Dr Teitelbaum discusses autoimmune illnesses with Light Your Sparkle:
I had the privilege to interview Dr Jacob Teitelbaum, world renowned integrative physician, author, and expert on autoimmune illnesses and chronic pain. I have followed his work for many years, using it to support my own struggles with autoimmune illness and I learned so much from our time together. Following our interview, I began implementing some of his recommendations. He stressed the importance of using him and other physicians as a "guide" rather than a boss and to choose treatments that "feel right" based on the educated information received.
Topics covered include:
The autoimmune illness epidemic Factors overwhelming the immune system The psyche and how perceptions drive the immune system Empowerment--how to make decisions for your health Crohn's disease Nambudripad's allergy elimination technique (NAET) Autism Fibromyalgia overview and treatment Thyroid Mind-body connection Food allergies Chronic Fatigue Syndrome Navigating information in the media and internet SHINE protocol Resetting the autonomic system Emotions and illness Stress and the immune system Treating chronic pain Nutrition and supplementation
Article Written by Casey Hersch, MSW, LCSW The New Social Worker Magazine Spring/Summer 2019, Vol. 26, No. 2 April 19, 2019
The American Autoimmune Related Diseases Association, Inc., estimates as many as fifty million Americans suffer from autoimmune related diseases; 80 to 100 diseases fit into these categories (2018). Social workers offer services in diverse community sectors such as schools, mental health agencies, hospitals and medical clinics, nonprofits, and private practices. Clients are not often referred for mental health services following a diagnosis of autoimmune disease. It is more common that social workers will learn of other stressors—such as a diagnosis of autoimmune disease—through assessment or ongoing interactions with their clients. Autoimmune disease may not come up in conversation, as clients can be unclear about how their illness overlaps with mental health. They may not see how a social worker can help. As an LCSW who lives with Crohn’s disease—an autoimmune disease also known as Inflammatory Bowel Disease—I learned the nuances in treatment from my own personal experiences. Social workers are an integral part of the treatment team and contribute significantly to helping patients manage symptoms and heal. Therefore, understanding how to approach these patients in an ethical and diligent manner is critical.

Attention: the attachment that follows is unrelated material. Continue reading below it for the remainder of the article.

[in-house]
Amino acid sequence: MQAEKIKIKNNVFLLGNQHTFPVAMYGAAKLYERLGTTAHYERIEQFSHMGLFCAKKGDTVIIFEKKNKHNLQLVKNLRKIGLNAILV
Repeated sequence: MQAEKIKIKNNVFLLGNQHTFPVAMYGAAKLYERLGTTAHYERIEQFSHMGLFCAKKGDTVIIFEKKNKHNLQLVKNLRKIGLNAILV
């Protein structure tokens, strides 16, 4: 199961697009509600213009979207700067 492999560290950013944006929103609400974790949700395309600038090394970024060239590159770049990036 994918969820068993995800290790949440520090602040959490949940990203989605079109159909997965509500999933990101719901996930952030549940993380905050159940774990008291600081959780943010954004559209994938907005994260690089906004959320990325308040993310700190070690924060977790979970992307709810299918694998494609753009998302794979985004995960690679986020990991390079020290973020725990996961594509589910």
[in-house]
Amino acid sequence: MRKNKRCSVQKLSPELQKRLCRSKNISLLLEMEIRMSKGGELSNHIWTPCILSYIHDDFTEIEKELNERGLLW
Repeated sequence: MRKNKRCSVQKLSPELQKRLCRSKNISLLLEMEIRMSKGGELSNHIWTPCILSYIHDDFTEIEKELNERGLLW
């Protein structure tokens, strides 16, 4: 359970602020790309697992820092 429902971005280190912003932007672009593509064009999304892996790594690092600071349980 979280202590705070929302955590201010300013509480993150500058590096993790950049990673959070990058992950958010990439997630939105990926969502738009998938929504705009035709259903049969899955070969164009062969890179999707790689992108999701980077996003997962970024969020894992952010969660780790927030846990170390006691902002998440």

Sometimes life can seem so terrible that the only way through it is to laugh about it. Have you ever had such a terrible experience happen and then months later when you tell the story, you end up laughing about it with friends? Laughter is a release from tension and stress. It also lifts your mood almost instantly. Needless to say, humor has been an incredible asset in dealing with my illness and stressors. Looking back at my childhood, it was tough--not much to laugh about. However, my mom and I managed to find humor in life which took the edge off and made us feel as though things would be ok after all. Sometimes when my mom and I reflect on the hundreds of physicians I have seen and the numerous times I had an emergency as a result of illness, we find humor in our lives; we find a way to laugh about our endurance and it makes things so much easier.